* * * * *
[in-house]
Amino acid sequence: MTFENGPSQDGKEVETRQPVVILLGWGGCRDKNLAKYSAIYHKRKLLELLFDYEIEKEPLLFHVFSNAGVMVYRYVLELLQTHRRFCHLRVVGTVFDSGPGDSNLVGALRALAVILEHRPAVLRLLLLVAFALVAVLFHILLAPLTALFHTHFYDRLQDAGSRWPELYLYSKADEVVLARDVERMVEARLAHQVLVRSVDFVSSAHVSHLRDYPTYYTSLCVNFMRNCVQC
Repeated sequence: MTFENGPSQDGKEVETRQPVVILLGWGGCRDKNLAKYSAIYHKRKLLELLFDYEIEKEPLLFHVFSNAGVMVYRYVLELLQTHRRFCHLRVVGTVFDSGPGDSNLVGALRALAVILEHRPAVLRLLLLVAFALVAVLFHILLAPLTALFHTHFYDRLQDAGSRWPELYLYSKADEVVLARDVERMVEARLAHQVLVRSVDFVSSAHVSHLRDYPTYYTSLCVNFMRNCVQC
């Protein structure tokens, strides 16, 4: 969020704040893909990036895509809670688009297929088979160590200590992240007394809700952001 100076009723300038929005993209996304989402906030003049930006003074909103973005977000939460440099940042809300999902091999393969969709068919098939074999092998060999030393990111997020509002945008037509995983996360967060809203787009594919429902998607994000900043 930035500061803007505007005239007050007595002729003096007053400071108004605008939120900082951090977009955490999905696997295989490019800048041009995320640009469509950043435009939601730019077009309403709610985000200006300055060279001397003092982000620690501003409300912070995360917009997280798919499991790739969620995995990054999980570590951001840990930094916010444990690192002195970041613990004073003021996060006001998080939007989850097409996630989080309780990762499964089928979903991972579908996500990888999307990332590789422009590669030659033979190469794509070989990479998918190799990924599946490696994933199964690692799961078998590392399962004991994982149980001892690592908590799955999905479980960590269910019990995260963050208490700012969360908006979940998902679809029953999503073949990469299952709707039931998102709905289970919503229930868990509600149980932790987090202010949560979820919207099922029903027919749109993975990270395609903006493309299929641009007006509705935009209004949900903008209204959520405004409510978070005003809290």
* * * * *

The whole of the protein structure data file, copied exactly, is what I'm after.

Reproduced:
[in-house]
Amino acid sequence: MTFENGPSQDGKEVETRQPVVILLGWGGCRDKNLAKYSAIYHKRKLLELLFDYEIEKEPLLFHVFSNAGVMVYRYVLELLQTHRRFCHLRVVGTVFDSGPGDSNLVGALRALAVILEHRPAVLRLLLLVAFALVAVLFHILLAPLTALFHTHFYDRLQDAGSRWPELYLYSKADEVVLARDVERMVEARLAHQVLVRSVDFVSSAHVSHLRDYPTYYTSLCVNFMRNCVQC
Repeated sequence: MTFENGPSQDGKEVETRQPVVILLGWGGCRDKNLAKYSAIYHKRKLLELLFDYEIEKEPLLFHVFSNAGVMVYRYVLELLQTHRRFCHLRVVGTVFDSGPGDSNLVGALRALAVILEHRPAVLRLLLLVAFALVAVLFHILLAPLTALFHTHFYDRLQDAGSRWPELYLYSKADEVVLARDVERMVEARLAHQVLVRSVDFVSSAHVSHLRDYPTYYTSLCVNFMRNCVQC
């Protein structure tokens, strides 16, 4: 969020704040893909990036895509809670688009297929088979160590200590992240007394809700952001 100076009723300038929005993209996304989402906030003049930006003074909103973005977000939460440099940042809300999902091999393969969709068919098939074999092998060999030393990111997020509002945008037509995983996360967060809203787009594919429902998607994000900043 930035500061803007505007005239007050007595002729003096007053400071108004605008939120900082951090977009955490999905696997295989490019800048041009995320640009469509950043435009939601730019077009309403709610985000200006300055060279001397003092982000620690501003409300912070995360917009997280798919499991790739969620995995990054999980570590951001840990930094916010444990690192002195970041613990004073003021996060006001998080939007989850097409996630989080309780990762499964089928979903991972579908996500990888999307990332590789422009590669030659033979190469794509070989990479998918190799990924599946490696994933199964690692799961078998590392399962004991994982149980001892690592908590799955999905479980960590269910019990995260963050208490700012969360908006979940998902679809029953999503073949990469299952709707039931998102709905289970919503229930868990509600149980932790987090202010949560979820919207099922029903027919749109993975990270395609903006493309299929641009007006509705935009209004949900903008209204959520405004409510978070005003809290």